Month: May 2010
“Training” Day: Review for “How to Train Your Dragon”
I don’t know how it’s possible, but in terms of quality animated filmmaking, DreamWorks is getting closer and closer to becoming the company that scares and worries Pixar, the King of the Animated Film Company. I mean, it helps when you have a strong of successful, funny, delightful, ad star studded films (Kung Fu Panda, Shrek), but even then, you have to be good if you’re aiming that high. And so goes how to Train Your Dragon.
DreamWorks Animation follows it’s amusing and thoughtful film Kung Fu Panda with an exhilarating and action packed tale of friends, cuteness, fire, and a good old “I’m-just-misunderstood” fable. Now, I have to say, this film is not original. Not original at all, there seems to be no new spin on any of the elements either. Mostly a tale of a boy and his dragon and how cute and helpful the dragon is, the story is just as unoriginal as anyone could bother to produce to the screen in 2010. What it does have, however, is style.
Hiccup is a Viking who is overwrought with the pressure from his burly father Stoick the Vast to become just as burly and masculine and virile as he is. Purposefully, the build and frame of Hiccup is one of skinny and scrawny proportions. Think of a stick figure with a large head, and there you go. The whole point of becoming a Viking to that society, that whole island, is to kill a dragon. For years, centuries, the little island that the Vikings lived on has been terrorized by dragons. After one of their better battles, Hiccup accidentally takes down a Night Fury, one of the fastest and stealthiest of all the dragons. (Turns out, it’s also one of the cutest.)
Hiccup tracks the Night Fury he shot down and begins to fraternize with it and even train it. Teach it tricks, help it fly again, feed it. It’s just like Lassie, only not annoying. I think it’s a bit easier to show and emulate human emotions into an animated animal rather than a robot (WALL-E), but even so, the animators do very well with giving Toothless a humorous and funny set of facial expressions. Toothless, this black, lizard like dragon (this is clearly not your Asian portrayal of dragons) has a sensibility of being cute and adorable, but it can be reasonably said that it’s not so cute and adorable that the audience can’t get past that part.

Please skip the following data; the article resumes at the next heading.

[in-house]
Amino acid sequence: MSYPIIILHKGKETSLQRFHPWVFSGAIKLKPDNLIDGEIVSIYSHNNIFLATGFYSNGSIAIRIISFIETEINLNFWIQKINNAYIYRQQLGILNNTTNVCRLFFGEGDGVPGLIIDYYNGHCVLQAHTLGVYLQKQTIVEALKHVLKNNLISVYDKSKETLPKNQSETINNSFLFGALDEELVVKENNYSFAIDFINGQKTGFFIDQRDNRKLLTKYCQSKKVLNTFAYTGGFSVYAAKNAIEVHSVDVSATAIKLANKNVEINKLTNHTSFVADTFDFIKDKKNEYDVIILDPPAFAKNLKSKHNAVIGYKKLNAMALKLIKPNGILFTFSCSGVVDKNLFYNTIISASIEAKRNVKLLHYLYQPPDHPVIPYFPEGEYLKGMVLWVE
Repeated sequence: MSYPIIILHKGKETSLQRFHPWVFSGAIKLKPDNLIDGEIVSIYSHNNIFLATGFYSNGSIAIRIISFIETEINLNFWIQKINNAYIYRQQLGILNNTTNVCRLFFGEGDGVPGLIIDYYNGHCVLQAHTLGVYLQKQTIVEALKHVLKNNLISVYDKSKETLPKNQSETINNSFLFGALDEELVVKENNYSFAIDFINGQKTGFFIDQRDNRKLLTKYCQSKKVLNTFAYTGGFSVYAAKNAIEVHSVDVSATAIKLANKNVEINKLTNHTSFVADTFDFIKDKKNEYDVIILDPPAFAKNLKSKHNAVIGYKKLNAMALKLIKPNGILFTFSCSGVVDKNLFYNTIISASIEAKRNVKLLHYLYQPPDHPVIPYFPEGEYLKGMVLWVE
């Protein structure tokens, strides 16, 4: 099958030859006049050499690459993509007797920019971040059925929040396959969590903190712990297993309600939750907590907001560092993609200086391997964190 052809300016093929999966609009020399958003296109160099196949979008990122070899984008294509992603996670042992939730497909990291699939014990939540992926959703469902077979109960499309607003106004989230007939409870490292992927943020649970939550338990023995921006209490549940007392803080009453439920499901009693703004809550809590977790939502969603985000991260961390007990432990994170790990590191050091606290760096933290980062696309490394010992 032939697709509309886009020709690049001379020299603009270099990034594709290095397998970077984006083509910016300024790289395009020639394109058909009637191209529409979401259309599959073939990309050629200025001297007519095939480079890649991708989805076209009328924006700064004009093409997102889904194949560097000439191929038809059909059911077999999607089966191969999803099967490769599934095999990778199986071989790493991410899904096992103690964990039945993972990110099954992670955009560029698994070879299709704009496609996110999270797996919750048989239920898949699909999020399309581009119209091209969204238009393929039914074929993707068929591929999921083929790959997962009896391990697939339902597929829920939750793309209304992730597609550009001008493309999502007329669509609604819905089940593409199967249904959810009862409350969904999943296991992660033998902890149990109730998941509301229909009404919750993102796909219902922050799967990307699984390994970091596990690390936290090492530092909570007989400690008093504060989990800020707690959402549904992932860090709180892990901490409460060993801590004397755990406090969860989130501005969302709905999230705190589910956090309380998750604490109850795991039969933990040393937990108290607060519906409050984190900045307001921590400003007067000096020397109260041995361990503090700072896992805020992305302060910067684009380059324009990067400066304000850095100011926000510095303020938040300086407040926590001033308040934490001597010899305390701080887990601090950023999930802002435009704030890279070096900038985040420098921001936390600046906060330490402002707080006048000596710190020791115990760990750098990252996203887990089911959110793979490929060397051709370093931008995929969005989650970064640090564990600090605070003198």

What the film lacks in originality, it makes up for in brilliant visuals, snappy dialogue, and great utilization of what it had. Really, the visuals are pretty much the highlight of the film. The characters, while pleasantly round and stocky, depending on the person, don’t have much depth. That is no problem, and against the backdrop of different landscapes and movements, it’s just fine and dandy. What’s the best part? The fire is spectacular, but coming from a recovering pyromaniac, I may be a bit biased. It’s realistic and explosive, just like fire is. How many animated movies and video games get it wrong is either, they make it a bit too explosive or they don’t have the elements of the dancing flames, swaying from side to side like a sultry tango.
The flight scenes are the most exhilarating and thrilling of any film I have ever seen. Even without the 3D glasses, the movement and ferocity of how fast the characters are going will take you to a new level of excitement unmatched by almost any film ever made (I haven’t seen Avatar, so don’t judge me). The speed of the characters goes so fast, you feel caught up in the motion, which doesn’t leave you queasy, but leaves you adrenaline filled. You’d be hard put to find another flight scene or chase scene that could make you feel like that.
Jay Baruchel is the voice of Hiccup and his nasally, geeky tone helps heighten the nasally, geeky, gawky traits of Hiccup. His insecure tone of voice fits well also. His father, Stoick the Vast, is voiced by the big, brawly Gerard Butler. His thick Scottish accent plays well in the film, as each line is wonderfully exaggerated to great comic effect. They lead a very enjoyable cast, including America Ferrera and Craig Ferguson.
The film was sufficiently cute and had great visuals. It took its blatantly unoriginal plot and screenplay and made it good. Not new or particularly stylized, but it took what it had and it did great with it. The storyline was charming; the characters were cute, etc. What may seem like a rather blah film is actually a great time thanks to the great chase scenes and the adorable dragons. Again, the dragons are adorable.